A turbulent session jolted by weaker-than-expected US jobs data and new fears over military intervention in Syria ended with London's blue-chip share index back close to where it started.
Shares were initially subdued amid disappointing export data from the UK and Germany but later rose as weak American employment figures eased fears that the Federal Reserve's quantitative easing programme was nearing its end.
However, Vladimir Putin's hint that Russia would back Syria in the face of any US attacks heightened fears over a Middle East showdown and sent the FTSE 100 Index into negative territory before it rallied again to end 14.9 points up at 6547.3.
France's Cac 40 and Germany's Dax also finished higher while the Dow Jones Industrial Average in New York was in positive territory at the close in London.
The pound was up marginally on the greenback - amid indications that US stimulus had more time left to run, at 1.56 US dollars - while it was flat against the single currency at 1.19 euros.
Dominating the session had been the release of American employment data, which showed a below-expected 169,000 jobs were added in August, while revisions to July's figures showed gains were much less than previously thought.
Meanwhile a fall in the headline unemployment rate was undercut by the fact that because many have now stopped looking for a job, the proportion of those working or looking for work is at its lowest level for 35 years.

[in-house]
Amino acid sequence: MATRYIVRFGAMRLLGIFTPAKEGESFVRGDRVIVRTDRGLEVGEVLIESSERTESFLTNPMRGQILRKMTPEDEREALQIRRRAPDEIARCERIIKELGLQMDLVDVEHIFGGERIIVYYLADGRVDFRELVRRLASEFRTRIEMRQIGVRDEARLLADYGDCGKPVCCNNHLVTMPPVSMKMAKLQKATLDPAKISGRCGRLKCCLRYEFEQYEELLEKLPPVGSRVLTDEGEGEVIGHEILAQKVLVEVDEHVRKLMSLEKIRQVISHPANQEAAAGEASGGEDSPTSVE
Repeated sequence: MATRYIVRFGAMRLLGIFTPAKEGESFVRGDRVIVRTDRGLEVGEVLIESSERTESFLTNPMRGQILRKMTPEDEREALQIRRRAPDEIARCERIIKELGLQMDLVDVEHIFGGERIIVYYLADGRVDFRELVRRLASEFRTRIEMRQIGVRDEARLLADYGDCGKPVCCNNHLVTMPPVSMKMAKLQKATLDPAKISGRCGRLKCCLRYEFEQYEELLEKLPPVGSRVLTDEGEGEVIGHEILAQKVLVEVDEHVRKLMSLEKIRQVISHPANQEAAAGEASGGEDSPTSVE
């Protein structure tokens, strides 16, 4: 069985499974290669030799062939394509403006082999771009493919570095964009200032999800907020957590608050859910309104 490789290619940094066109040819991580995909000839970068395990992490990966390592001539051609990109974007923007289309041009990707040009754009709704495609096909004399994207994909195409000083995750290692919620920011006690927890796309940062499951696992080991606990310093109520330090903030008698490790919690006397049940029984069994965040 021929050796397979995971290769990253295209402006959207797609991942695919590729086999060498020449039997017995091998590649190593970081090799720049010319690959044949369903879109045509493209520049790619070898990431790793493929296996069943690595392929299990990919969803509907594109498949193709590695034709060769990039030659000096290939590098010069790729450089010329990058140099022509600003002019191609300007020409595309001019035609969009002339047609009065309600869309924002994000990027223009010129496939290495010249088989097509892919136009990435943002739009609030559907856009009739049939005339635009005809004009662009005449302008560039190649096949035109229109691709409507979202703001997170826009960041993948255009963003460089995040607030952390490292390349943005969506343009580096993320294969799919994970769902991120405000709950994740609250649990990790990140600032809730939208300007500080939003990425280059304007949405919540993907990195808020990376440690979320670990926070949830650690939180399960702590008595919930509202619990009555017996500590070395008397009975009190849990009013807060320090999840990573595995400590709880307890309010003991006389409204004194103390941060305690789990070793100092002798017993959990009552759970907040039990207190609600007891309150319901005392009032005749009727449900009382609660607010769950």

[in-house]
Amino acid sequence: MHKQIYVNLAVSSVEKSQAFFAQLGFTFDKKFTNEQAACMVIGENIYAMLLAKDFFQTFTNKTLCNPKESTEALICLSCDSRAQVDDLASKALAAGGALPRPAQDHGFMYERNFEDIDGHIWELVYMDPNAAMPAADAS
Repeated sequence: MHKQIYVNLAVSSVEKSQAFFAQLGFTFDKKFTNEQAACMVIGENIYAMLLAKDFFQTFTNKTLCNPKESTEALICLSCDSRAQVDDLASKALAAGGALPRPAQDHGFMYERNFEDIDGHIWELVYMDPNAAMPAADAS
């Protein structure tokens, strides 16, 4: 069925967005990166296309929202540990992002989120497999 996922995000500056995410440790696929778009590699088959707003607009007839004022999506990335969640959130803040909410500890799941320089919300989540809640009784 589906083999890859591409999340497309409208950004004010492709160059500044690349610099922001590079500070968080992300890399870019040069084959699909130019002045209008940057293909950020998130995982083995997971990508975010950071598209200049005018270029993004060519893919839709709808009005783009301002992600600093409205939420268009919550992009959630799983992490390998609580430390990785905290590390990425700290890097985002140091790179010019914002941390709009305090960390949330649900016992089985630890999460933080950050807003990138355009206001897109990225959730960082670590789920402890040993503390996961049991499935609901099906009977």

The data pushed shares up as the prospect of the US Federal Reserve starting to taper its multi-billion stimulus package later this month started to fade.
Alpari analyst Craig Erlam said fluctuating interpretations of the figures had sparked mayhem in the financial markets, adding that it would be "difficult to justify tapering" in the light of the disappointing data.
Later, reported comments from one Fed official that he could still be persuaded to support tapering dampened hopes, while Mr Putin's remarks from the G20 summit in St Petersburg added to jitters.
CMC Markets analyst Michael Hewson said later comments by Barack Obama that it was important not to "jump the gun" on a decision helped to ease market fears of a conflagration.
The economic uncertainty put some pressure on commodity stocks, with miner Fresnillo down 17p to 1264p and Randgold Resources off 66p at 4989p.
B&Q owner Kingfisher slipped a little, off 0.6p to 406.4p, after Morgan Stanley downgraded the stock with a price target of 300p, saying it stands to gain far less from a housing market recovery in the UK than Home Depot in the US.
Meanwhile, Tullow Oil topped the risers board after it announced a discovery in Norway's Arctic region. Shares were up more than 3%, or 37p, to 1070p.
The biggest risers on the FTSE 100 were Tullow Oil, up 37p to 1070p, Meggitt up 12p to 545p, Antofagasta climbing 18p to 899p and Burberry up 30p to 1600p.
The biggest fallers on the FTSE 100 were Sage Group, down 6.3p to 345.8p, Fresnillo, off 17p at 1264p, Randgold Resources down 66p to 4989p and Astrazeneca down 26p to 3117.5p.